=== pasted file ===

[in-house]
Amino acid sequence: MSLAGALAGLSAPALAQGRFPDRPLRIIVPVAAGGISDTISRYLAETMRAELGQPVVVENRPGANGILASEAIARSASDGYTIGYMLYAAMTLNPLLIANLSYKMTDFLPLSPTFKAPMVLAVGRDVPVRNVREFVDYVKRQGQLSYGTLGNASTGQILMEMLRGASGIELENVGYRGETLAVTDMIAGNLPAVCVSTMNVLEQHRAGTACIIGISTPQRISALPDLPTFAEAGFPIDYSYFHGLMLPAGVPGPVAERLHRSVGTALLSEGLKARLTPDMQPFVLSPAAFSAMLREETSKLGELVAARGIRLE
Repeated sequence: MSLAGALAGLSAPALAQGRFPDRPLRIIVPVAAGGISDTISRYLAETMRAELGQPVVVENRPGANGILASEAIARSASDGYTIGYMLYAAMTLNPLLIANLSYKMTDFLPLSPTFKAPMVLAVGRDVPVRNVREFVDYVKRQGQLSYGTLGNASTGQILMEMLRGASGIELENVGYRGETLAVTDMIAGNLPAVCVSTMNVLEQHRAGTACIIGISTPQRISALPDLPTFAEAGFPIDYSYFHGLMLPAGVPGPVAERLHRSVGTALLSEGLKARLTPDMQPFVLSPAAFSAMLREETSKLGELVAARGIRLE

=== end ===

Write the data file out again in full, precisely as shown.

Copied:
[in-house]
Amino acid sequence: MSLAGALAGLSAPALAQGRFPDRPLRIIVPVAAGGISDTISRYLAETMRAELGQPVVVENRPGANGILASEAIARSASDGYTIGYMLYAAMTLNPLLIANLSYKMTDFLPLSPTFKAPMVLAVGRDVPVRNVREFVDYVKRQGQLSYGTLGNASTGQILMEMLRGASGIELENVGYRGETLAVTDMIAGNLPAVCVSTMNVLEQHRAGTACIIGISTPQRISALPDLPTFAEAGFPIDYSYFHGLMLPAGVPGPVAERLHRSVGTALLSEGLKARLTPDMQPFVLSPAAFSAMLREETSKLGELVAARGIRLE
Repeated sequence: MSLAGALAGLSAPALAQGRFPDRPLRIIVPVAAGGISDTISRYLAETMRAELGQPVVVENRPGANGILASEAIARSASDGYTIGYMLYAAMTLNPLLIANLSYKMTDFLPLSPTFKAPMVLAVGRDVPVRNVREFVDYVKRQGQLSYGTLGNASTGQILMEMLRGASGIELENVGYRGETLAVTDMIAGNLPAVCVSTMNVLEQHRAGTACIIGISTPQRISALPDLPTFAEAGFPIDYSYFHGLMLPAGVPGPVAERLHRSVGTALLSEGLKARLTPDMQPFVLSPAAFSAMLREETSKLGELVAARGIRLE